After lull, fierce fighting between ISIS and Kurds resumes in Kobani, Syria

A woman reacts as smoke rises from the Syrian town of Ayn al-Arab, known as Kobani by the Kurds, after a strike from the U.S.-led coalition as it seen from the Turkish-Syrian border in the southeastern village of Mursitpinar in Turkey on October 13, 2014.

ARIS MESSINIS/AFP/Getty Images

Last Updated Oct 13, 2014 4:21 PM EDT

SURUC, Turkey - A suicide bomber from the Islamic State of Iraq and Syria extremist group detonated his explosives-laden vehicle in Kobani on Monday, as fierce fighting with Kurdish militiamen resumed in the northern Syrian town near the Turkish border.

The sound of explosions and occasional gunfire could be heard across the border from Kobani a day after Kurdish fighters managed to slow the advance of the jihadist group. What appeared to be a rocket-propelled grenade struck a minaret in the center of the town, emitting a cloud of white smoke.

Activists said Islamic State of Iraq and Syria (ISIS) militants were carrying out a three-pronged attack from the eastern side of the town and that clashes were ongoing in the southern part.

Later Monday, another suicide attacker blew himself up in a vehicle east of Kobani near the security quarter that houses the main police station and other local government offices, according to the Observatory and Kobani-based activist Farhad Shami.

Shami said the first vehicle appeared to have exploded prematurely. There was no immediate word on casualties from either explosion.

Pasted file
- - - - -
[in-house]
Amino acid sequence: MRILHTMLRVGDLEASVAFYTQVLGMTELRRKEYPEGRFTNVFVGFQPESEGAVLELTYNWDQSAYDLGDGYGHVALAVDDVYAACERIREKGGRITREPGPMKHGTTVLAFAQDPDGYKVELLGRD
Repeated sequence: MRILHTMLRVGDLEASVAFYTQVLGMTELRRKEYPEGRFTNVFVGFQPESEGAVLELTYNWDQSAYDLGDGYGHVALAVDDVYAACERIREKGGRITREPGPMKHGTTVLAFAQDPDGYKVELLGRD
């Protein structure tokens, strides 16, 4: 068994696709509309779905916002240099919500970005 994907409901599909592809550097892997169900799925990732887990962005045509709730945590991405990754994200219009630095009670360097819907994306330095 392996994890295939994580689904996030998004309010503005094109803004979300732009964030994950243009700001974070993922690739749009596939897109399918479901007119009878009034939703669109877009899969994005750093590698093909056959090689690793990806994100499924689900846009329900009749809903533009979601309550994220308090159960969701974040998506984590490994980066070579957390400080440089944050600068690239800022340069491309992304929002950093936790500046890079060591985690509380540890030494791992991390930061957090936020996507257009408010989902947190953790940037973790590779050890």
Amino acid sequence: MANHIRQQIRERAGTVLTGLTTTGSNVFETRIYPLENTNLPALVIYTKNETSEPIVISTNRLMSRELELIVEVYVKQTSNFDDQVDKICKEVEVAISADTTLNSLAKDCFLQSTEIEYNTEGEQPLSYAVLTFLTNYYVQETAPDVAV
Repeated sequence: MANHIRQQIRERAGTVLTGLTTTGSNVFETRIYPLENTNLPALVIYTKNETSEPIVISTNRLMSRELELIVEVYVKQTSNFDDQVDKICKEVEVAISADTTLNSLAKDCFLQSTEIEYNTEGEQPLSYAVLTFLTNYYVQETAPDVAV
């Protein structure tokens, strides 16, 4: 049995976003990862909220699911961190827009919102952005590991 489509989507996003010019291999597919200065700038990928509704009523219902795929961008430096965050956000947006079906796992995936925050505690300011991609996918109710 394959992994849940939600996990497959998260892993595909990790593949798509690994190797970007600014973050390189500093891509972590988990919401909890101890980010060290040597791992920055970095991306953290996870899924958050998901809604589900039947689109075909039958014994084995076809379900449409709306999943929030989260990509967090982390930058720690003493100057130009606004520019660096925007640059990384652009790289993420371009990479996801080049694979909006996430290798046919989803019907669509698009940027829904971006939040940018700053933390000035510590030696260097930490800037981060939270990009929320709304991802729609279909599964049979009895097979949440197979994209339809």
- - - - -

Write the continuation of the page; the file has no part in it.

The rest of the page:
Shami said coalition aircraft flying over Kobani had struck 10 times Sunday and Monday.

On Sunday, the Britain-based Syrian Observatory for Human Rights said ISIS militants had not been able to advance since Friday but were sending in reinforcements. The Observatory's chief, Rami Abdurrahman, said ISIS appeared to have a shortage of fighters and had brought in members of its religious police known as the Hisbah to take part in the battles.

The Observatory says that since ISIS' offensive on Kobani began, some 550 people have been killed, including about 300 Islamic State fighters, 225 Kurdish gunmen and 20 civilians. It said the number of jihadis killed could be much higher.

The Syrian Kurdish enclave has been the scene of heavy fighting since late last month, with the better-armed ISIS fighters determined to capture the border post.

Kurds are determined not to allow Kobani to fall and are fighting zealously, but they have struggled to curb advances by the more heavily armed extremists.

On Friday, the militants seized the so-called Kurdish security quarter - an area in the town's east where Kurdish militiamen maintain security buildings and where the police station, municipality and other local government offices are located.

The extremist group has carved out a vast stretch of territory from northern Syria to the outskirts of Baghdad and imposed a harsh version of Islamic rule. The fighters have massacred hundreds of captured Iraqi and Syrian soldiers, terrorized religious minorities, and beheaded two American journalists and two British aid workers.

A U.S.-led coalition has been carrying out airstrikes against militant targets in and around Kobani for more than two weeks, and the town's fate has emerged as a major test of whether the air campaign can roll back the extremists in Syria.

The Observatory said an ISIS suicide bomber detonated a car filled with explosives in the northern part of Kobani near the border with Turkey on Monday.

It said the car was headed to the border crossing between Kobani and Turkey. A Kurdish activist in the town, Farhad Shami, said the vehicle appeared to have exploded prematurely. It was not immediately clear whether there were any casualties.

Shami said coalition aircraft were flying over Kobani and had struck 10 times Sunday and Monday.